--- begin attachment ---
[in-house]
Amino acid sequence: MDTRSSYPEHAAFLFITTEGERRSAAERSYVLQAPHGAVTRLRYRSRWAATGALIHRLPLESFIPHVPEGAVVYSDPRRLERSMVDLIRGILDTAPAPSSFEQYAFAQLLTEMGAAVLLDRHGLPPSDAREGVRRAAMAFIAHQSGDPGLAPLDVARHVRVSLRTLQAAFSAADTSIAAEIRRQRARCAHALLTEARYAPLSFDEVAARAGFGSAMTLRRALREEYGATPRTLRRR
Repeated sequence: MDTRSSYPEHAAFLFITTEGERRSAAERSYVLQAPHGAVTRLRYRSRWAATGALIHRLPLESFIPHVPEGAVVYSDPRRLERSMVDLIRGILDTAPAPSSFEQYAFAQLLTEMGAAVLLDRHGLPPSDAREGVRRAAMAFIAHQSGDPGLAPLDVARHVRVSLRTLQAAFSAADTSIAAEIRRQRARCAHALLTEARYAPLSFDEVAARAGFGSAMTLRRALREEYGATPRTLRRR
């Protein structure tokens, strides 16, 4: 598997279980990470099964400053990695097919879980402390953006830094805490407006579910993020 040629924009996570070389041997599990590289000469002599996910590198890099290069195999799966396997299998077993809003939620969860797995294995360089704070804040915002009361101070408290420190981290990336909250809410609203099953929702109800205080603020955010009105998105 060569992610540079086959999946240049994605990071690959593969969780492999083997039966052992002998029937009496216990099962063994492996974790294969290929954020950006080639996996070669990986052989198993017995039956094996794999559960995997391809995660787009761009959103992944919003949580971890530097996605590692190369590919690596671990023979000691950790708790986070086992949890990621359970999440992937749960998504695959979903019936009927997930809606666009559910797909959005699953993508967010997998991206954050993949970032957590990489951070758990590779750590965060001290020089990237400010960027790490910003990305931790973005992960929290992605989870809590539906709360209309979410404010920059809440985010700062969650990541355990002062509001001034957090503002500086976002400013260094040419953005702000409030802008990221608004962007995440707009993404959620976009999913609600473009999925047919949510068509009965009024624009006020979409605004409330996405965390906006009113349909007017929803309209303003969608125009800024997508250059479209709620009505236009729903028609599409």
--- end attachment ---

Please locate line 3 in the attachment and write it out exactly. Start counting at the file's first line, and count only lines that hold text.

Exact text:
Repeated sequence: MDTRSSYPEHAAFLFITTEGERRSAAERSYVLQAPHGAVTRLRYRSRWAATGALIHRLPLESFIPHVPEGAVVYSDPRRLERSMVDLIRGILDTAPAPSSFEQYAFAQLLTEMGAAVLLDRHGLPPSDAREGVRRAAMAFIAHQSGDPGLAPLDVARHVRVSLRTLQAAFSAADTSIAAEIRRQRARCAHALLTEARYAPLSFDEVAARAGFGSAMTLRRALREEYGATPRTLRRR